Things To Know Before You Come
Operating Hours & Seasons
Battlefield Visitor Center
The Battlefield Visitor Center is open 8:30 am-5:00 pm, 7 days per week Memorial Day Weekend through Labor Day Weekend.
The Battlefield Visitor Center will be open 8:30 am-5:00 pm Tuesday-Saturday at all other times during the year. The facility will be closed on all federal holidays with the exception of Memorial Day, Independence Day and Veterans' Day.
Weather and Climate
Beware of ticks during the warmer months! Stay on park trails; avoid woods and tall grass. Snakes live in the park, too.
Visitors can also drive the 2 1/4-mile self-guiding automobile tour. An in-car narrated CD tour of the park (allow 2 hrs.) is available for sale in the bookstore.
Twenty-eight monuments within the park honor Revolutionary soldiers, statesmen, heroes, and heroines. William Hooper and John Penn, two of North Carolina's three signers of the Declaration of Independence, are buried under the Signers' Monument. A large equestrian statue of General Nathanael Greene dominates the monument honoring the soldiers of the Southern Army and its leader. Visit our park monuments page to learn more about the monuments and graves at Guilford Courthouse National Military Park.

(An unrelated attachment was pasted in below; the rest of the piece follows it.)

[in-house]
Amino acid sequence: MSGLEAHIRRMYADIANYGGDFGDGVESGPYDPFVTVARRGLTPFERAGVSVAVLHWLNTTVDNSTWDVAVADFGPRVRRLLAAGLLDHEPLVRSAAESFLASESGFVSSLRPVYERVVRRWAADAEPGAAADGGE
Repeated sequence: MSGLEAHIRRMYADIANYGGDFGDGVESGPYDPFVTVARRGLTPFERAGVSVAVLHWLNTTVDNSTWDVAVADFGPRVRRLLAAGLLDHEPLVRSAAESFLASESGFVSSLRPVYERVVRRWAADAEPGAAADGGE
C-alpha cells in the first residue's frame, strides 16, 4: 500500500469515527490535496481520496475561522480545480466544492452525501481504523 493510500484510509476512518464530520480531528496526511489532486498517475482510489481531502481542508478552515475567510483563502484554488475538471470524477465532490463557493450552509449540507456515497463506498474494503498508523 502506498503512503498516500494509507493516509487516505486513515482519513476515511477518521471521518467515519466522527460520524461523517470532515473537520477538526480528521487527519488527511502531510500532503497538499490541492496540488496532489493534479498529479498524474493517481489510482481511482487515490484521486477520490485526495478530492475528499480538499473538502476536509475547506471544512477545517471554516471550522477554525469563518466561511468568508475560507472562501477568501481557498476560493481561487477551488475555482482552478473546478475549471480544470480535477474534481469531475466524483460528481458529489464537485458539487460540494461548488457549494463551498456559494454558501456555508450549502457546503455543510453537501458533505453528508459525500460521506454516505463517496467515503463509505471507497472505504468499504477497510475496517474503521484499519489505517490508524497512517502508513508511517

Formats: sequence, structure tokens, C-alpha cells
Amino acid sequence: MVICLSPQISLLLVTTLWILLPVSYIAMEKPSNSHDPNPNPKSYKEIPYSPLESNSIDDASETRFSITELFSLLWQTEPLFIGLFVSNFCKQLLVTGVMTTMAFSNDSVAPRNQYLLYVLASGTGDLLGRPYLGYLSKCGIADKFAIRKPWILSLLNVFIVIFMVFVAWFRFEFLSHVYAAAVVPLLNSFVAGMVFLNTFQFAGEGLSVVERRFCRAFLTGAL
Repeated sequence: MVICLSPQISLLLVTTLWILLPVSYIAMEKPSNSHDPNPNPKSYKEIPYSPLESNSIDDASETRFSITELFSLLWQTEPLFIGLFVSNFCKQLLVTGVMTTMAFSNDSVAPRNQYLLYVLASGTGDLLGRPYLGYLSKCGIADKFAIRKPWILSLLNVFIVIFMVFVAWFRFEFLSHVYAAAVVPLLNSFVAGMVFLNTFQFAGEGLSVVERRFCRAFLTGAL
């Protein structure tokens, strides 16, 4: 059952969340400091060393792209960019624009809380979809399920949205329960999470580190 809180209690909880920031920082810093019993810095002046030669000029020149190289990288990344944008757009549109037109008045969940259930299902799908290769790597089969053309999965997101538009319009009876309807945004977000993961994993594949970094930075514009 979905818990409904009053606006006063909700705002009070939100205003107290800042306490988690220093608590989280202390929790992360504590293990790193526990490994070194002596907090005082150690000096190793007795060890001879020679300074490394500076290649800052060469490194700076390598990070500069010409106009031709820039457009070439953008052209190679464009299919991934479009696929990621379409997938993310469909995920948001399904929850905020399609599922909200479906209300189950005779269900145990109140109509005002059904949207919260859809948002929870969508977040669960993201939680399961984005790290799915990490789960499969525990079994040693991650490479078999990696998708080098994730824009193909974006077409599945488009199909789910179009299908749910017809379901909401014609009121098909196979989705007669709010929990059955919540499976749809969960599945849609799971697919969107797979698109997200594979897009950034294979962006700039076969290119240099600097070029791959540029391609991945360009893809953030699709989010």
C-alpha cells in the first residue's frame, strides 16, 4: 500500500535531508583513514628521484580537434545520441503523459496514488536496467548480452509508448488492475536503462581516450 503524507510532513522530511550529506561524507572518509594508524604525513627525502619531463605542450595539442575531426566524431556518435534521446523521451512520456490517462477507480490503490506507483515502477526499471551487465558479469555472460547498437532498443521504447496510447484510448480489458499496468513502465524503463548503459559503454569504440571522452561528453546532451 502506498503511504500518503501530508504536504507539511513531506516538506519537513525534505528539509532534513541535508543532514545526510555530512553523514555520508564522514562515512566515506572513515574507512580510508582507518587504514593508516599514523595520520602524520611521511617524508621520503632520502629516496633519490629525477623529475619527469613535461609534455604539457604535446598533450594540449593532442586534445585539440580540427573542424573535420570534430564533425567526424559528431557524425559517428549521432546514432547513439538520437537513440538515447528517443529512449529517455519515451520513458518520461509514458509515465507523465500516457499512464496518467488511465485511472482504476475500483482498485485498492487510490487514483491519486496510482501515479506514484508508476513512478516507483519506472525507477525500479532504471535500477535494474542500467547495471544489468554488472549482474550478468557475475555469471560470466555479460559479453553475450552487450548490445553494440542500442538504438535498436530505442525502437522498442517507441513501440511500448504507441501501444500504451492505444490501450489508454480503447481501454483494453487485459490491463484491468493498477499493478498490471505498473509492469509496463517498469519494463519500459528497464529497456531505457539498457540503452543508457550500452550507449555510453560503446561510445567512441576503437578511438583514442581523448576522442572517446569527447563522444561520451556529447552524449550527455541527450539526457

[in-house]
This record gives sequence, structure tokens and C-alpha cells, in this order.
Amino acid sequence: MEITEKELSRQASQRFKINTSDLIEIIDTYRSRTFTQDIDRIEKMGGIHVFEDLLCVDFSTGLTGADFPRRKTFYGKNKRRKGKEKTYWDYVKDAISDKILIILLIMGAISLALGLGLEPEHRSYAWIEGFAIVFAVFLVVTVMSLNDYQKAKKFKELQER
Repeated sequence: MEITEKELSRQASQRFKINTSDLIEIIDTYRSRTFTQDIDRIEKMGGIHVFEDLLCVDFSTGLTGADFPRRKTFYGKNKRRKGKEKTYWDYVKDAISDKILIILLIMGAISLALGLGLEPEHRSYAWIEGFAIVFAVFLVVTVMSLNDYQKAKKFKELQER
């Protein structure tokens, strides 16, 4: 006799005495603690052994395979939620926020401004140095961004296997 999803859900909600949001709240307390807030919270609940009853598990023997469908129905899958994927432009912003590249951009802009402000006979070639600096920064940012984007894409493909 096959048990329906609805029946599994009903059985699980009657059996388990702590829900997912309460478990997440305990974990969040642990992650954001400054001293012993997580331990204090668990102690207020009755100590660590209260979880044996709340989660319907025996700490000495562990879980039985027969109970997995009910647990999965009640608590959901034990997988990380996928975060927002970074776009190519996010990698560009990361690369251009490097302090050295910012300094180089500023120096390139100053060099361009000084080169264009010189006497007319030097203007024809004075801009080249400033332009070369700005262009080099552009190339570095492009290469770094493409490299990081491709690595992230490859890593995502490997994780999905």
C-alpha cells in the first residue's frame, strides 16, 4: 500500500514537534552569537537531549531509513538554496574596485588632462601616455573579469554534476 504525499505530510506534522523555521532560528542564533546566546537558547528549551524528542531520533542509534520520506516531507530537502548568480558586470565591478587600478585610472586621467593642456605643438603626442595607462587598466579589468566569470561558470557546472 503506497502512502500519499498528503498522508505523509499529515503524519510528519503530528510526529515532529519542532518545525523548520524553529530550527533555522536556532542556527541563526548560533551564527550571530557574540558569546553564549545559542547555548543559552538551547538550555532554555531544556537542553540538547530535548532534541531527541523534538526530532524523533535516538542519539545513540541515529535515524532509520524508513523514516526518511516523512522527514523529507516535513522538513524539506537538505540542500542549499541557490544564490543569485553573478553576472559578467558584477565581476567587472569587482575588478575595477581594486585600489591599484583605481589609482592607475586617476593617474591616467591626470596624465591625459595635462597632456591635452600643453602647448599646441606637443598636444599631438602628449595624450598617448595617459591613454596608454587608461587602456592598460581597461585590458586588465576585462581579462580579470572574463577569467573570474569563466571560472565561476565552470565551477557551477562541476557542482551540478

Any group visit needs to be arranged with the park staff at least two weeks prior to the intended date (the schedule is busiest during the spring and fall). Teachers will find the park an interesting extension of their classroom, whether it is for history (the battlefield), science (nature), or art (monuments).
The anniversary of the battle is March 15 and is annually observed on that day or the weekend closest. Special interpretive programs are scheduled on Memorial Day, Independence Day, and at other times during the year (such special programs are listed on this website under SPECIAL EVENTS).
Did You Know?
The third of North Carolina's signers of the Declaration of Independence, Joseph Hewes, died in Philadelphia in 1779 and was buried in Christ’s Church Yard. In the 1890’s when his remains were being sought, the park’s founders were told the actual site of his grave was unmarked.